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This Robot Welds Because People Won't

From the world’s first MIG welding cobot to a zero-footprint palletizer, these robots do it better than humans.

All great robotic products are partnerships. That is the story from Doug Spinn, principal at Robot 27, a collaborative robot integrator that was one of 11 companies at ATX West showing off new manufacturing solutions that employ Universal Robots’ cobots.

Robot 27 displayed the first integrated MIG welding cobot that was developed by ARC Specialties. According to Spinn, hand welding leads to human error and this cobot can reduce the number of rejects. The welder is well-suited for the aerospace industry, and Spinn isn't worried about eliminating jobs. "It's not about replacing employees," he said, "because [companies] can't find employees.”

Repeatability and quality was the motivation behind a new partnership between Universal and American Hakko Products. Hakko is in the soldering equipment business and the company premiered an new soldering application that uses the smaller UR3 cobot. The UR3 was integrated with Hakko's soldering and wire feeding units, a product line that the company actually calls the FU series.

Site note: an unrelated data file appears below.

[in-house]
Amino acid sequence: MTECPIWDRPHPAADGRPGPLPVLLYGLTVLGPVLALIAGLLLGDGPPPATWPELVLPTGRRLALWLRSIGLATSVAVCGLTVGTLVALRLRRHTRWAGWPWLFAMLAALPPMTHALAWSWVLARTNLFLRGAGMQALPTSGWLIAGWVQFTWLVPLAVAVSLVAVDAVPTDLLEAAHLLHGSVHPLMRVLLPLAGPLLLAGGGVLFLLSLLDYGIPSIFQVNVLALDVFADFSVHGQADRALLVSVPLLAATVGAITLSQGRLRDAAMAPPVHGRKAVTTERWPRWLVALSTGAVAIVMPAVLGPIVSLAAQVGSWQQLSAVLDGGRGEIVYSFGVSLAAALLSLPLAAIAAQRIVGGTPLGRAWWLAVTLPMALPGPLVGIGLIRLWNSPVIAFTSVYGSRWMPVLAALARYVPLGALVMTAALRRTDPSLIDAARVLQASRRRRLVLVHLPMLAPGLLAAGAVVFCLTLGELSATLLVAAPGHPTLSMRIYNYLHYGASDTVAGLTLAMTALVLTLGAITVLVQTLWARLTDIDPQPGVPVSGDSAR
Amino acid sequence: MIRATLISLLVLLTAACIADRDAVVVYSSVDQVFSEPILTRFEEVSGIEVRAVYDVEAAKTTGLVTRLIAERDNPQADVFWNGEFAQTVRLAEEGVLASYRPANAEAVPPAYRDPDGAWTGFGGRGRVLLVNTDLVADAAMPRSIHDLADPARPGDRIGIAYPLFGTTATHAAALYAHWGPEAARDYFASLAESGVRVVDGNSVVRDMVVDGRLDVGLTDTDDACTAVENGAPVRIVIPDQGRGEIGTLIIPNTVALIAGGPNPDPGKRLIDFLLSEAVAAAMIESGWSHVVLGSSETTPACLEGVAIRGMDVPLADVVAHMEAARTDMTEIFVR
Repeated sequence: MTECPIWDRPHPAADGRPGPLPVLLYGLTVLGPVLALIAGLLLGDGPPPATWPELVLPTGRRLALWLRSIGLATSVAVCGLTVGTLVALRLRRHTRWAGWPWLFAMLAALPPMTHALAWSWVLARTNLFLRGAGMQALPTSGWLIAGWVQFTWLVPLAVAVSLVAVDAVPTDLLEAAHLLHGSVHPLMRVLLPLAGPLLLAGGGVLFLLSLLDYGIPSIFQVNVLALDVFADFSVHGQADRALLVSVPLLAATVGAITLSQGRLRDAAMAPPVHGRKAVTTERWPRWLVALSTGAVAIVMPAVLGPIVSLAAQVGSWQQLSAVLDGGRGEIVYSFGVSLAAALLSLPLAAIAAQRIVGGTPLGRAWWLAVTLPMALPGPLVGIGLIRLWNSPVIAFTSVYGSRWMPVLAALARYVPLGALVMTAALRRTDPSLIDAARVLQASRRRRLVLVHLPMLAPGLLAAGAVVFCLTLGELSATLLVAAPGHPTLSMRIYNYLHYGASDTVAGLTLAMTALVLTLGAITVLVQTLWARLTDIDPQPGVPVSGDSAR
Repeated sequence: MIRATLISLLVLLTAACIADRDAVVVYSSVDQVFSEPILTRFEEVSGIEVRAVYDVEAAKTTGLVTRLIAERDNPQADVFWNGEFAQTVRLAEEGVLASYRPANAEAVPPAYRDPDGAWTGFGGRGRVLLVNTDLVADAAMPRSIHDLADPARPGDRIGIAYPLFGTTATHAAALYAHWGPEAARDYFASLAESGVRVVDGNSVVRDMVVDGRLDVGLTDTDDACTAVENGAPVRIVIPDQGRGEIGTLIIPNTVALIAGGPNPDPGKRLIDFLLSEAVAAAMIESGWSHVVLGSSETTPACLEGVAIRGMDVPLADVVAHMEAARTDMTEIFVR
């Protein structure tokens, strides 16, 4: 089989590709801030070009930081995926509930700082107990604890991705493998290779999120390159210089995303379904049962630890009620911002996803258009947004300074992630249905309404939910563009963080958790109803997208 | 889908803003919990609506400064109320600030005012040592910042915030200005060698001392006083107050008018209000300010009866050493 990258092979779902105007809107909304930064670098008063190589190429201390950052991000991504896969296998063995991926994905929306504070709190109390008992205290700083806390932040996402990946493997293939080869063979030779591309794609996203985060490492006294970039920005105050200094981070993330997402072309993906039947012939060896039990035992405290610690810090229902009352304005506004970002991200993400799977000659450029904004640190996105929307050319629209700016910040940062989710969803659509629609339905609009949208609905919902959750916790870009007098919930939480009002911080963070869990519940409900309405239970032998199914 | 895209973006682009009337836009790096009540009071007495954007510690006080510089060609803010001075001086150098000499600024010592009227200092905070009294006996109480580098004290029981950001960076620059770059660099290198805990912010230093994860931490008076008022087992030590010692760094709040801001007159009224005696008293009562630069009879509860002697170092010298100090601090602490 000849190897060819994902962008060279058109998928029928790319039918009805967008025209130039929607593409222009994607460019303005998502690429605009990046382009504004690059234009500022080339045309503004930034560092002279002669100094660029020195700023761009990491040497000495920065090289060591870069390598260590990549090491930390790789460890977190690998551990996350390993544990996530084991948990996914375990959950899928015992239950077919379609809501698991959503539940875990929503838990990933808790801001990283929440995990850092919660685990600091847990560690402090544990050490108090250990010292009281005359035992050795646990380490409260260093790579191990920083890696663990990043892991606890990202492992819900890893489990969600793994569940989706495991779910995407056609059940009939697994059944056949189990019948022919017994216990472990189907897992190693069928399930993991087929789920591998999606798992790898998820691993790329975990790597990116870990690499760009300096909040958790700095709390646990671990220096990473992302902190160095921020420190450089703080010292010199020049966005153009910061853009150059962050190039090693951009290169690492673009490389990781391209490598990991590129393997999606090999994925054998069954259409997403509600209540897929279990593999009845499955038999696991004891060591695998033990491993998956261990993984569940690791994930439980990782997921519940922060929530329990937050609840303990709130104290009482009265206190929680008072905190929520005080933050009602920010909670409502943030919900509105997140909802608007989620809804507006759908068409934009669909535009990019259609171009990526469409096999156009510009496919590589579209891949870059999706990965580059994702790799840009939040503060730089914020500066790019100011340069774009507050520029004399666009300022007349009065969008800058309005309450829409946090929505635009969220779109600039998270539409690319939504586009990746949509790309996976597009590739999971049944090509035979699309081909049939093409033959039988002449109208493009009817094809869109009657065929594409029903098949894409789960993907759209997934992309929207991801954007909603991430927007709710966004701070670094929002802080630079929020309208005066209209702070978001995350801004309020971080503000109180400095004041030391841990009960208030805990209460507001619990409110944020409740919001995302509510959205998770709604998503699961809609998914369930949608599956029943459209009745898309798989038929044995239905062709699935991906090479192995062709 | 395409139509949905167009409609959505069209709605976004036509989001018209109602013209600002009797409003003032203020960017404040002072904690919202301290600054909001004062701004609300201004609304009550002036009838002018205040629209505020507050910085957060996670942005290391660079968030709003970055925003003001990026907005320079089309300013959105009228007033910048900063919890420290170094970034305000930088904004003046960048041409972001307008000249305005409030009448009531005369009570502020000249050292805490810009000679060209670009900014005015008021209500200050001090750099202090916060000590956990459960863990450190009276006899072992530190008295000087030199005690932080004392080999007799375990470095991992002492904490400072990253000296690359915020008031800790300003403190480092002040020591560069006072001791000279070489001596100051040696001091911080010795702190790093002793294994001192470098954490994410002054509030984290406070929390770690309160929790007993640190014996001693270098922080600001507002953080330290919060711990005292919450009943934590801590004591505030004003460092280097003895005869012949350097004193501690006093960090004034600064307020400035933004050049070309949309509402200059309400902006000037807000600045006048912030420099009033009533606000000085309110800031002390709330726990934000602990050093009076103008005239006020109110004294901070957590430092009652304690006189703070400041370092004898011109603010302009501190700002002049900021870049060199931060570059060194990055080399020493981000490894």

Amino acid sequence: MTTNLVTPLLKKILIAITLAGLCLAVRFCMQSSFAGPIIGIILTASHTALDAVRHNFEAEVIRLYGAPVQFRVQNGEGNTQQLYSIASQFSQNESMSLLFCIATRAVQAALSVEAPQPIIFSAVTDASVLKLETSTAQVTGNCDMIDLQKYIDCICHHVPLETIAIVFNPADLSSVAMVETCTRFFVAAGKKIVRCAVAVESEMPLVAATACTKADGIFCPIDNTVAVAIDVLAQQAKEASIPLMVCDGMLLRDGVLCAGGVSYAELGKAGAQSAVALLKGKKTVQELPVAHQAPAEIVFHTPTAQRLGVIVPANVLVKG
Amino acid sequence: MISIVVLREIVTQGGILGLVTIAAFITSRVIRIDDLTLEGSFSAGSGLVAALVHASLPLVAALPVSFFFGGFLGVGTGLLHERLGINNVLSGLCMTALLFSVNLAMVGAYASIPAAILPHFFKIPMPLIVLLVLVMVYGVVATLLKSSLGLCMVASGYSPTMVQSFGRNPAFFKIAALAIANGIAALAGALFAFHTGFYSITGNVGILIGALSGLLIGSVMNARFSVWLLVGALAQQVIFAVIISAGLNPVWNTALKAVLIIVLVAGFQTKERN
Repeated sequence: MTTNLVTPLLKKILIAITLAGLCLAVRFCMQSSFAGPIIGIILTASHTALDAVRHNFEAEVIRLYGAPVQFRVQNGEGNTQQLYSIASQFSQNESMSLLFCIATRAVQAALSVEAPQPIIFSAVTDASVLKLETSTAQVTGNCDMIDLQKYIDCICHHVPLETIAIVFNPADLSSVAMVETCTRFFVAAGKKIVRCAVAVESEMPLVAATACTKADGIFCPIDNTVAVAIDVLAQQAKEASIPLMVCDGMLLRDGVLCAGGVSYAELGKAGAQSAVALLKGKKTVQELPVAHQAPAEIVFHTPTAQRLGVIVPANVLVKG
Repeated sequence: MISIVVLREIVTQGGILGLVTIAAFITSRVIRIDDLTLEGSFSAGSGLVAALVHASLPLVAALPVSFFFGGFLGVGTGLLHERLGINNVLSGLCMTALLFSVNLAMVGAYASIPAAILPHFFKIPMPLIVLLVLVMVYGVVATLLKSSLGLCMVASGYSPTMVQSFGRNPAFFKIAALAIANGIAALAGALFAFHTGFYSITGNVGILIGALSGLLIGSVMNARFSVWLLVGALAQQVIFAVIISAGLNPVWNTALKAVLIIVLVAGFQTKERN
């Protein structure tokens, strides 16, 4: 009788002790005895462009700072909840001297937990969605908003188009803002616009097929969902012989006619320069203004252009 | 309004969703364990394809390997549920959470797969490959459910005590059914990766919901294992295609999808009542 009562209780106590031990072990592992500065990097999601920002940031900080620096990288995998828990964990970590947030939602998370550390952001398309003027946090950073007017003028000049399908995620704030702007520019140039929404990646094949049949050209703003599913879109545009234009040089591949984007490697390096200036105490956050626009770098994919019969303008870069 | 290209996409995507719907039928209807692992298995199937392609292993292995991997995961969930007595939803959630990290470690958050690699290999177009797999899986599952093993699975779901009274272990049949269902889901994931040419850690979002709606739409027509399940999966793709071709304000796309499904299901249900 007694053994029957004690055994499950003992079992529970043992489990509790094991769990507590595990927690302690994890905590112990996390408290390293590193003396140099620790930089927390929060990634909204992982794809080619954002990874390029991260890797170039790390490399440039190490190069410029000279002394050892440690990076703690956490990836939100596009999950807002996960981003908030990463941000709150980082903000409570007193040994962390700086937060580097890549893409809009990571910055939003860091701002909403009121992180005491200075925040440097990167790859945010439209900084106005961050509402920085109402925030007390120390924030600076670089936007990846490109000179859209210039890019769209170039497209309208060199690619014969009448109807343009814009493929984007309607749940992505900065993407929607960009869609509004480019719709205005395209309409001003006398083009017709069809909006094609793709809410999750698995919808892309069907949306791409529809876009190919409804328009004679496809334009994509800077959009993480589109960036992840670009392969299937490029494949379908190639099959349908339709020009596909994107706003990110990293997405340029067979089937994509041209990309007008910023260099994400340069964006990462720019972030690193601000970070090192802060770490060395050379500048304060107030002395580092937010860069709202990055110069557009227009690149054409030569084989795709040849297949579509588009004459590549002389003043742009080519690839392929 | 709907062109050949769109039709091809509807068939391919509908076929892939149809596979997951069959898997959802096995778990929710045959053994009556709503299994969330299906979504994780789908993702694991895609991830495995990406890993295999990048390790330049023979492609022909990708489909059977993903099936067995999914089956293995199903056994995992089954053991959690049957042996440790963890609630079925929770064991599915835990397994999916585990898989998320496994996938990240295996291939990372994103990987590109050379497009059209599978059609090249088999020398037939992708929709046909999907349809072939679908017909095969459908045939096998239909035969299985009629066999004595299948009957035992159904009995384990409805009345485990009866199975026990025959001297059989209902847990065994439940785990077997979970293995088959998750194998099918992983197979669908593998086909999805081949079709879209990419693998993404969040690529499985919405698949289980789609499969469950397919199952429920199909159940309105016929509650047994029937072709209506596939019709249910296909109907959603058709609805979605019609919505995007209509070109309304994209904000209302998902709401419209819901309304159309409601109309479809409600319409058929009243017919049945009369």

According to Universal Robots' Craig Tomita, the application offers repeatability, quality, and consistency that you don't get from a human. After all, people are great, but they can't solder 24/7. 

The most impressive, if not largest, application was the Zero Footprint Palletizer from APEX Motion Control. APEX built the palletizer for companies that typically can't afford the floorspace, the ZFP actually takes up less room than if you have a human doing the work.

The palletizer is built for mid-rate production, stacking seven cases per minute. Using the UR10, the cobot is mounted to a vertical swing system so it can stack pallets on either side of the machine. It handles payloads up to 18 pounds and it’s a plug-and-play solution that can replace manual palletizing operations in minutes.

The palletizer works because cobots don't require the requisite machine guarding that you see in other systems. It has safety features, such as a lidar scanner, that slows or stops the machine whenever humans get too close.

From ATX West, it certainly appears that all great robotic products are partnerships, and UR is looking for even more OEM partners going forward. They’re getting into some interesting new applications, but for that, you’ll have to wait until tomorrow.

This is IEN Now. 

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